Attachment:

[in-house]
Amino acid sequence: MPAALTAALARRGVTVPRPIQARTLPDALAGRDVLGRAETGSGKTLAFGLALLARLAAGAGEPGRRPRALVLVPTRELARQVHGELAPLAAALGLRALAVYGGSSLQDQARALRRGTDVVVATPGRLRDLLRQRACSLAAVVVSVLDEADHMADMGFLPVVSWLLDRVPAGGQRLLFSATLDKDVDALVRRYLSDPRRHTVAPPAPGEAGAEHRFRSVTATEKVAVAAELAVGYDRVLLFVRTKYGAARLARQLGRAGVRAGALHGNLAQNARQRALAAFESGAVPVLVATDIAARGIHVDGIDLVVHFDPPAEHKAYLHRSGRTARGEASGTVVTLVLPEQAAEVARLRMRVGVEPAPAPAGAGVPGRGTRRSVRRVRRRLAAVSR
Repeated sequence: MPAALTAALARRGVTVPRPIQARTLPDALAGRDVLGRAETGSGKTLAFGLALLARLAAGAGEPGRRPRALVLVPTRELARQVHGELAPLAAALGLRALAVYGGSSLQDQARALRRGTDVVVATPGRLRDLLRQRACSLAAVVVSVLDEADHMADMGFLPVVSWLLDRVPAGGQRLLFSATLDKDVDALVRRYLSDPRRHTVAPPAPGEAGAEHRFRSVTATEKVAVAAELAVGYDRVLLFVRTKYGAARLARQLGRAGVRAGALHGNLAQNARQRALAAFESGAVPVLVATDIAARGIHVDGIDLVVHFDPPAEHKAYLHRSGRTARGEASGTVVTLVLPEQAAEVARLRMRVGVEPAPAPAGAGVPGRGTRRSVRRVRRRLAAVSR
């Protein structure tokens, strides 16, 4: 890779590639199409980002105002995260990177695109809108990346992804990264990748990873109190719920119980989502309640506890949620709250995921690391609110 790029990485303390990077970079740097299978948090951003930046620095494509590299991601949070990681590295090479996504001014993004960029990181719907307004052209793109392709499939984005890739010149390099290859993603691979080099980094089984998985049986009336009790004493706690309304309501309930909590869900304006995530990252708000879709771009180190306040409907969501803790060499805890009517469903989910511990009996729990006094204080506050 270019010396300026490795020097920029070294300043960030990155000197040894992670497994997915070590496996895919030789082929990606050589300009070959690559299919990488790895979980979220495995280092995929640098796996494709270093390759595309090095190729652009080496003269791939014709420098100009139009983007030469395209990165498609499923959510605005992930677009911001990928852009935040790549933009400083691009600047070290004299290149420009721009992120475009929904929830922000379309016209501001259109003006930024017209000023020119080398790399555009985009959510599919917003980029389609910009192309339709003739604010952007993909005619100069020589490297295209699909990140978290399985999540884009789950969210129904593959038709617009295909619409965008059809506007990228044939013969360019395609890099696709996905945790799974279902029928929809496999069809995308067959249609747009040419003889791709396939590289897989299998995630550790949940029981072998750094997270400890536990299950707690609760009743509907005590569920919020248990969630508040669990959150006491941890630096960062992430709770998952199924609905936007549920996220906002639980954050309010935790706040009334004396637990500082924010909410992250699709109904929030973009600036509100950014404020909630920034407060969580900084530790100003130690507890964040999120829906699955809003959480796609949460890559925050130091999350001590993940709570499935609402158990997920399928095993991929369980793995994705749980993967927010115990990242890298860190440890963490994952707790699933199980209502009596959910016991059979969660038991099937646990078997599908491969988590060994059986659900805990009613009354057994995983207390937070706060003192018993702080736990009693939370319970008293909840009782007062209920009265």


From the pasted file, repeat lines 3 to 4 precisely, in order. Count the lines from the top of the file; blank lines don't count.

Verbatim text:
Repeated sequence: MPAALTAALARRGVTVPRPIQARTLPDALAGRDVLGRAETGSGKTLAFGLALLARLAAGAGEPGRRPRALVLVPTRELARQVHGELAPLAAALGLRALAVYGGSSLQDQARALRRGTDVVVATPGRLRDLLRQRACSLAAVVVSVLDEADHMADMGFLPVVSWLLDRVPAGGQRLLFSATLDKDVDALVRRYLSDPRRHTVAPPAPGEAGAEHRFRSVTATEKVAVAAELAVGYDRVLLFVRTKYGAARLARQLGRAGVRAGALHGNLAQNARQRALAAFESGAVPVLVATDIAARGIHVDGIDLVVHFDPPAEHKAYLHRSGRTARGEASGTVVTLVLPEQAAEVARLRMRVGVEPAPAPAGAGVPGRGTRRSVRRVRRRLAAVSR
């Protein structure tokens, strides 16, 4: 890779590639199409980002105002995260990177695109809108990346992804990264990748990873109190719920119980989502309640506890949620709250995921690391609110 790029990485303390990077970079740097299978948090951003930046620095494509590299991601949070990681590295090479996504001014993004960029990181719907307004052209793109392709499939984005890739010149390099290859993603691979080099980094089984998985049986009336009790004493706690309304309501309930909590869900304006995530990252708000879709771009180190306040409907969501803790060499805890009517469903989910511990009996729990006094204080506050 270019010396300026490795020097920029070294300043960030990155000197040894992670497994997915070590496996895919030789082929990606050589300009070959690559299919990488790895979980979220495995280092995929640098796996494709270093390759595309090095190729652009080496003269791939014709420098100009139009983007030469395209990165498609499923959510605005992930677009911001990928852009935040790549933009400083691009600047070290004299290149420009721009992120475009929904929830922000379309016209501001259109003006930024017209000023020119080398790399555009985009959510599919917003980029389609910009192309339709003739604010952007993909005619100069020589490297295209699909990140978290399985999540884009789950969210129904593959038709617009295909619409965008059809506007990228044939013969360019395609890099696709996905945790799974279902029928929809496999069809995308067959249609747009040419003889791709396939590289897989299998995630550790949940029981072998750094997270400890536990299950707690609760009743509907005590569920919020248990969630508040669990959150006491941890630096960062992430709770998952199924609905936007549920996220906002639980954050309010935790706040009334004396637990500082924010909410992250699709109904929030973009600036509100950014404020909630920034407060969580900084530790100003130690507890964040999120829906699955809003959480796609949460890559925050130091999350001590993940709570499935609402158990997920399928095993991929369980793995994705749980993967927010115990990242890298860190440890963490994952707790699933199980209502009596959910016991059979969660038991099937646990078997599908491969988590060994059986659900805990009613009354057994995983207390937070706060003192018993702080736990009693939370319970008293909840009782007062209920009265």